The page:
If you’re looking for even more family fun on top of the Raleigh area's bigger options highlighted here, we’ve got you covered. From high-energy trampoline parks to activity-based farms, there's a wide variety of attractions to explore.
Adventures in the Trees
If your family is a little more on the adventurous side, then you can’t go wrong taking a trip to North Raleigh to spend a few hours on an adventure course at Go Ape Treetop Adventure & Treetop Journey or TreeRunner Adventure (pictured in header). It’s one family outing sure to get the adrenaline pumping!
Go Ape Treetop Adventure & Treetop Journey
Go wild at Go Ape—an outdoor ropes and obstacle course high up in the trees. Located in Blue Jay Point County Park, Go Ape is a hop, skip and a jump from Falls Lake State Recreation Area. Two different courses for varying levels of experience let all family members enjoy themselves flying high, swinging low and walking on air.
For families with younger kids (ages 5 and under), there’s Treetop Junior—the perfect introduction to a high-ropes course. It features a safety system throughout to keep new adventurers safe and focused on having fun. After having a go at 20 obstacles and two zip lines, even your most timid, first-time adventurer will be ready to take on new heights with a newfound love of the outdoors.
If you’re traveling with an older crew (kids ages 10-15 and adults) who are a little more experienced with rope courses and height then opt for the two-to-three-hour Treetop Adventure. Defy gravity scaling nets and walking across high-ropes. Zip through a green leaf canopy on an epic zip line or swing on a rope just like Tarzan. Go Ape’s tree top perches are also excellent places to get a magnificent view of Mother Nature.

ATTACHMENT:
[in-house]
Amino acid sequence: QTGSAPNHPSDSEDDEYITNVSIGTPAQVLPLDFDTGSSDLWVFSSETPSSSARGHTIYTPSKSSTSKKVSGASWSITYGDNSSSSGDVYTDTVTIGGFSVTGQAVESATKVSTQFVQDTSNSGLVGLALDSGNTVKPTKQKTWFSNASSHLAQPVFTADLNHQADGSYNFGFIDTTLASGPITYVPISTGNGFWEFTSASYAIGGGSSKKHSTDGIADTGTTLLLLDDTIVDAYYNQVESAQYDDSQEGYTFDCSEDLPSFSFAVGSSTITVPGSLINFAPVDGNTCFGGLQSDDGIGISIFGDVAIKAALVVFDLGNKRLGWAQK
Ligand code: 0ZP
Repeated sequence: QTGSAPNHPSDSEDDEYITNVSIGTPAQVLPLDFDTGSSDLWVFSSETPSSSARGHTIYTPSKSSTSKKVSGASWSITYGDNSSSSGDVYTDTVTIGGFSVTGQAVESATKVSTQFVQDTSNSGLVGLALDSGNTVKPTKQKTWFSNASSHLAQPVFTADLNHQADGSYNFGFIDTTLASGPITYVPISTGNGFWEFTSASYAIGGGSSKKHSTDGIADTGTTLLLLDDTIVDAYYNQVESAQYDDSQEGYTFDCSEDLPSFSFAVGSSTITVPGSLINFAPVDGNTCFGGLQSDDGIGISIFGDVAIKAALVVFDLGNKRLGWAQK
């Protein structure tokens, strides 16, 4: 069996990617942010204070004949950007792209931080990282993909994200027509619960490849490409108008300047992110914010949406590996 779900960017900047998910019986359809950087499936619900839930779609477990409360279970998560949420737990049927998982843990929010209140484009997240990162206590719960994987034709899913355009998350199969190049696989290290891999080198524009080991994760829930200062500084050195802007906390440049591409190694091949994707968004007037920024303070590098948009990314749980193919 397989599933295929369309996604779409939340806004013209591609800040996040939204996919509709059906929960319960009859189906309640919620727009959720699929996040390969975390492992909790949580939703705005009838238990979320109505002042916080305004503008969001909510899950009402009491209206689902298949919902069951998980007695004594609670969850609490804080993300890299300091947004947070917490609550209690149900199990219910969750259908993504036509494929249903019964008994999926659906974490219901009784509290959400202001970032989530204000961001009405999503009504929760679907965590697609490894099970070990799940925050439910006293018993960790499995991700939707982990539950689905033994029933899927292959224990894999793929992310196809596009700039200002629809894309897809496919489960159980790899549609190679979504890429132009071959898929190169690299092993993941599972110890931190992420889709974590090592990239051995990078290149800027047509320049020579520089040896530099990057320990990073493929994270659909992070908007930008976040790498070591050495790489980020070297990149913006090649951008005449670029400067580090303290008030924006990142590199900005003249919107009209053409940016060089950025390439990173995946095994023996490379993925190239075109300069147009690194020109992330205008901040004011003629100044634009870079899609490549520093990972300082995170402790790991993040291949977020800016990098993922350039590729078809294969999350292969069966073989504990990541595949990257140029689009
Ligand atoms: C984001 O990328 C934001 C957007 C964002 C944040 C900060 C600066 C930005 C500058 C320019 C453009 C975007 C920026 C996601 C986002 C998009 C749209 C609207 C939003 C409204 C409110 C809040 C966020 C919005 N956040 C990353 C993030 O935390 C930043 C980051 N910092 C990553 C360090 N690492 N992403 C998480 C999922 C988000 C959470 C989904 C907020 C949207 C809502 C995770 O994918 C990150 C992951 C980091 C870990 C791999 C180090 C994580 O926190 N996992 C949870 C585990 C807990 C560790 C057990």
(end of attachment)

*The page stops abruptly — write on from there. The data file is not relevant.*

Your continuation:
Another option located a few miles west is TreeRunner Adventure, featuring 70 exciting obstacles, three difficulty levels and seven different courses. There’s also a Junior Park for kids ages 3-7 to enjoy.
At TreeRunner, you’ll want to plan for at least three hours in the park to check in, get harnessed, complete orientation and enjoy a couple hours of climbing fun.
North Raleigh has a very special playground indeed! Sassafras All Children's Playground at Laurel Hills Park—the largest in the City of Raleigh park system—was carefully designed for children of all physical abilities to enjoy.
The playground was built on a 3.5-acre site and offers an elaborate wooden play structure of tunnels, bridges, towers, swings and rings built over soft sand. It also includes a 50-foot-long zip line and a basketball hoop created to easily allow all children to play and have fun. The tallest deck is 8 feet off the ground and is fully accessible by wheelchair. There are also therapeutic, independent play elements, such as the roller table, to help building upper body strength.
For parents trying to keep an eye on little ones who have a habit of wandering off, Laurel Hills Park also has another big perk: small picnic shelters built with three-sided enclosures to provide a safe, secure and relaxing environment.
Laurel Hills Park also includes a new recreation center, athletic fields, a large pond, picnic area and a paved basketball court with bleachers. Free admission; fees apply for programs and classes.
Three Bears Acres
There are times on a vacation when it’s important to just let your kids run free. Or, at very least, let their imaginations run wild.
At Three Bear Acres, play can completely take over in a genuine, old-fashioned and organic way. With 50 acres of land to explore and tons of activities to get into, this recreational farm offers kids the space to be children. Inquisitive, full of energy and completely open to new possibilities.
The brain-child of two moms, Melinda Gross and Moira Roberts, Three Bears Acres answered the question of what to do next. The two were inspired by childhood memories of spending tons of time outside, immersed in their imaginations and actively creating their own entertainment. Today, the outdoor play space gives a new generation the chance to make some of the same memories.